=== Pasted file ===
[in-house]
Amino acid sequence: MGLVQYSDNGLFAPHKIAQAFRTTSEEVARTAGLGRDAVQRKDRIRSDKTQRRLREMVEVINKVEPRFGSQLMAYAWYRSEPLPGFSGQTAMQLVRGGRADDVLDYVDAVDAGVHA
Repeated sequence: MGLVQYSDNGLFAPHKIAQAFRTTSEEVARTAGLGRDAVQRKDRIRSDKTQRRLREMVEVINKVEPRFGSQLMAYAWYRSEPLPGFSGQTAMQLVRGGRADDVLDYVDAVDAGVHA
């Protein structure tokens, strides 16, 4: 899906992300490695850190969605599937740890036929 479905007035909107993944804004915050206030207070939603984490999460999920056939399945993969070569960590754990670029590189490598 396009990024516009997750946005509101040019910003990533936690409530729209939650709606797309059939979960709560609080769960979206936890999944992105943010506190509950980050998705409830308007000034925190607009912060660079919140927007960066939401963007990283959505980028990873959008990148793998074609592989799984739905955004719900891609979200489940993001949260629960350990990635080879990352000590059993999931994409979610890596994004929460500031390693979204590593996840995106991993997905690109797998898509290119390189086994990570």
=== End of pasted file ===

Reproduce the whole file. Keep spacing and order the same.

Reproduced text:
[in-house]
Amino acid sequence: MGLVQYSDNGLFAPHKIAQAFRTTSEEVARTAGLGRDAVQRKDRIRSDKTQRRLREMVEVINKVEPRFGSQLMAYAWYRSEPLPGFSGQTAMQLVRGGRADDVLDYVDAVDAGVHA
Repeated sequence: MGLVQYSDNGLFAPHKIAQAFRTTSEEVARTAGLGRDAVQRKDRIRSDKTQRRLREMVEVINKVEPRFGSQLMAYAWYRSEPLPGFSGQTAMQLVRGGRADDVLDYVDAVDAGVHA
């Protein structure tokens, strides 16, 4: 899906992300490695850190969605599937740890036929 479905007035909107993944804004915050206030207070939603984490999460999920056939399945993969070569960590754990670029590189490598 396009990024516009997750946005509101040019910003990533936690409530729209939650709606797309059939979960709560609080769960979206936890999944992105943010506190509950980050998705409830308007000034925190607009912060660079919140927007960066939401963007990283959505980028990873959008990148793998074609592989799984739905955004719900891609979200489940993001949260629960350990990635080879990352000590059993999931994409979610890596994004929460500031390693979204590593996840995106991993997905690109797998898509290119390189086994990570």